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We are aiming for an incremental return to campus in accordance with guidelines provided by NSW Health and the Australian Government. Until this time, learning activities and assessments will be planned and scheduled for online delivery where possible, and unit-specific details about face-to-face teaching will be provided on Canvas as the opportunities for face-to-face learning become clear.

Unit of study_

ELEC5305: Acoustics, Speech and Signal Processing

The course is designed to meet the needs of the increasing demand for advanced signal processing in the areas of acoustics and speech, biology and medicine, sonar and radar, communication and networks. Modern systems typically incorporate large sensor arrays, multiple channels of information, and complex networks. The course will cover topics in compressed sensing, multiresolution analysis, array signal processing, and adaptive processing such as kernel recursive least squares. The course will develop concrete examples in areas such as microphone arrays and soundfield analyses, medical signal processing, tomography, synthetic aperture radar and speech and audio. The concepts learnt in this unit will be heavily used in various engineering applications in sensor arrays, wearable medical systems, communication systems, and adaptive processing for complex financial, power, and network systems. The Defense, Science, and Technology Organisation will contribute to this course with teaching support and data.

Details

Academic unit Electrical and Information Engineering
Unit code ELEC5305
Unit name Acoustics, Speech and Signal Processing
Session, year
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Semester 2, 2020
Attendance mode Normal day
Location Camperdown/Darlington, Sydney
Credit points 6

Enrolment rules

Prohibitions
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None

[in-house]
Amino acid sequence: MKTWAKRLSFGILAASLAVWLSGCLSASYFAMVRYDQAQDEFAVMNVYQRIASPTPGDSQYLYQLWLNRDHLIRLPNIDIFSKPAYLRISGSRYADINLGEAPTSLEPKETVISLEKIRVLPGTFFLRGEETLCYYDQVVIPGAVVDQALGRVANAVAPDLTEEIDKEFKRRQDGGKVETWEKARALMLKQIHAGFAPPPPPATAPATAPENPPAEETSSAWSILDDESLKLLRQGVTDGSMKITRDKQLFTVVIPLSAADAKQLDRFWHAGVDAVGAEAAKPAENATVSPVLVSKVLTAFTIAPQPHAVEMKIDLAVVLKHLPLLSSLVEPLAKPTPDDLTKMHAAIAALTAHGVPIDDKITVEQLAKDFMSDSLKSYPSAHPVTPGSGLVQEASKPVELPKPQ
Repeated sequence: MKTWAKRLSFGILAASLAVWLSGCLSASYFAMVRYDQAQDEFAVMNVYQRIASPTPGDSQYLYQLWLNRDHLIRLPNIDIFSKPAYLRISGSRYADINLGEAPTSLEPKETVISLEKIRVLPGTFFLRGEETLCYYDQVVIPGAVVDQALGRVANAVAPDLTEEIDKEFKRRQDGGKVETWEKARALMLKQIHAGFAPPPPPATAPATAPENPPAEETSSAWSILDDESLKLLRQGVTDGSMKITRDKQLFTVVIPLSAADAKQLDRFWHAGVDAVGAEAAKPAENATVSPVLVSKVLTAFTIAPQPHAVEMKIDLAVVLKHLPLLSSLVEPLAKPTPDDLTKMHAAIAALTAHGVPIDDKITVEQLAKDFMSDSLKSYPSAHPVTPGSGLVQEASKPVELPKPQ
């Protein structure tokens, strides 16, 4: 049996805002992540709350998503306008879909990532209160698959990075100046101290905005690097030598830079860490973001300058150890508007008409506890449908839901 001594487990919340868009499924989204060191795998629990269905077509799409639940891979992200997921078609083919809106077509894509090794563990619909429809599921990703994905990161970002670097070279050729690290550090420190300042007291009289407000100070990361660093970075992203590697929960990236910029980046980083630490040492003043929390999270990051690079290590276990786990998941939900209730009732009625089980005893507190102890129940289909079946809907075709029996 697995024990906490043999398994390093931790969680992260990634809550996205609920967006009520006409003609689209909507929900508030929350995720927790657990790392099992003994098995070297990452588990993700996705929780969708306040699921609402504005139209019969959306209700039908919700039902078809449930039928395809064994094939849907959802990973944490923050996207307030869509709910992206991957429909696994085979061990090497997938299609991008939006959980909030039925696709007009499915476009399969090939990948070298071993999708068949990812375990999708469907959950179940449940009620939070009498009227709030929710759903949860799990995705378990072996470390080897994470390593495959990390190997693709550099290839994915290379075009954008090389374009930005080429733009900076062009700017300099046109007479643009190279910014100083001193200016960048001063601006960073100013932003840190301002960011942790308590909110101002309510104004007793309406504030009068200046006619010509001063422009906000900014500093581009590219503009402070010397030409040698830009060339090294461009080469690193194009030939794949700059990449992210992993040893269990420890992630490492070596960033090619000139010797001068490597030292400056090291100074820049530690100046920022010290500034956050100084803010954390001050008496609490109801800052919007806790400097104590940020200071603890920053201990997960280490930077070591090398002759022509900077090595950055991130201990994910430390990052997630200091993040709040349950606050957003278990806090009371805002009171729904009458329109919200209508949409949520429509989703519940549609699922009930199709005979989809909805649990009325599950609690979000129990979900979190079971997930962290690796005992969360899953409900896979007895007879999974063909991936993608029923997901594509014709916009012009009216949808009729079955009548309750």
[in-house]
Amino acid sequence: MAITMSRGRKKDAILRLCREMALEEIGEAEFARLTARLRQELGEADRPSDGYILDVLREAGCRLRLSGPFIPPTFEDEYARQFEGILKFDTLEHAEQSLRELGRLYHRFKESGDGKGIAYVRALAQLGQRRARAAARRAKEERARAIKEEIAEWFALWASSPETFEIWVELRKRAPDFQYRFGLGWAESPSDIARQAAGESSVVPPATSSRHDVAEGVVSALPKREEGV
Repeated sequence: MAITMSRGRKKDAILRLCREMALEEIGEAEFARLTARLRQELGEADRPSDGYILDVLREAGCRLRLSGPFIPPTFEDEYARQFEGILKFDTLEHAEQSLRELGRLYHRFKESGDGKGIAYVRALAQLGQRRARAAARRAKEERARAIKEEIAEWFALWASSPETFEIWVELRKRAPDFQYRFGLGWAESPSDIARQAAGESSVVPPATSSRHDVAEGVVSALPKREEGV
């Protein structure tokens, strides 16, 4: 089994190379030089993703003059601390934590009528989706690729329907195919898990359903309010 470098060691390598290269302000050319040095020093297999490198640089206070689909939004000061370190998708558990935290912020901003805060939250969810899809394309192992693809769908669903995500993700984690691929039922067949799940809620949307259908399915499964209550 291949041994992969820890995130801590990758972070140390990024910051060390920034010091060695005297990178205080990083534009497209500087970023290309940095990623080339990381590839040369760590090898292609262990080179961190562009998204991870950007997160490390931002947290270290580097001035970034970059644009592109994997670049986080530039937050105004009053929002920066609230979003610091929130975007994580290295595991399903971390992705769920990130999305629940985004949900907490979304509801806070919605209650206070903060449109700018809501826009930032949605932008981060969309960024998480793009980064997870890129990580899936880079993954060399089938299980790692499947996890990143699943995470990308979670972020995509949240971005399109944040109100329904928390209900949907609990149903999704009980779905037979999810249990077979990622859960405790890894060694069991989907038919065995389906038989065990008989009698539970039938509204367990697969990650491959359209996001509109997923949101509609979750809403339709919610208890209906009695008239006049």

Prerequisites
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None
Corequisites
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None
Assumed knowledge
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(ELEC2302 OR ELEC9302) AND (ELEC3305 OR ELEC9305). Linear algebra, fundamental concepts of signals and systems as covered in ELEC2302/ELEC9302, fundamental concepts of digital signal processing as covered in ELEC3305/9305. It would be unwise to attempt this unit without the assumed knowledge- if you are not sure, please contact the instructor.

Available to study abroad and exchange students

Yes

Teaching staff and contact details

Coordinator Craig T Jin, craig.jin@sydney.edu.au
Type Description Weight Due Length
Assignment Signal Processing Coding Practice
Signal Processing coding in MATLAB/Python
50% - During Tut/Lab
Outcomes assessed: LO1 LO2 LO6
Online task Research Paper Analysis
Critical analysis and summary of research paper
20% Multiple weeks During Discussion Session
Outcomes assessed: LO5
Assignment Something Awesome Project
Project work
30% Week 12 20 hours across semester
Outcomes assessed: LO3 LO4

 

  • Coding Practice: create signal processing code for a task using Matlab/Python
  • Research Paper Analysis: provide a critical analysis and summary of a research paper
  • Something Awesome Project: develop and work on an audio signal processing project

 

Assessment criteria

Result Name Mark Range Description
Coding Practice 0-10 Code should mostly work and solve task to get a credit mark
Research Paper Analysis 0-10 Provide a critical analysis of the research paper indicating what is the research contribution, method and results and what aspects are good and what aspects can be criticized.
Something Awesome Project 0-100 Project code, report and video must be submitted demonstrating the solving of a signal proessing task to obtain a credit mark.

 

Late submission

In accordance with University policy, these penalties apply when written work is submitted after 11:59pm on the due date:

  • Deduction of 5% of the maximum mark for each calendar day after the due date.
  • After ten calendar days late, a mark of zero will be awarded.

This unit has an exception to the standard University policy or supplementary information has been provided by the unit coordinator. This information is displayed below:

There will be a 5% late penalty.

Special consideration

If you experience short-term circumstances beyond your control, such as illness, injury or misadventure or if you have essential commitments which impact your preparation or performance in an assessment, you may be eligible for special consideration or special arrangements.

Academic integrity

The Current Student website provides information on academic honesty, academic dishonesty, and the resources available to all students.

The University expects students and staff to act ethically and honestly and will treat all allegations of academic dishonesty or plagiarism seriously.

We use similarity detection software to detect potential instances of plagiarism or other forms of academic dishonesty. If such matches indicate evidence of plagiarism or other forms of dishonesty, your teacher is required to report your work for further investigation.

WK Topic Learning activity Learning outcomes
Week -01 Human hearing, Filter Banks, Spectrograms Block teaching (5 hr) LO1 LO2 LO6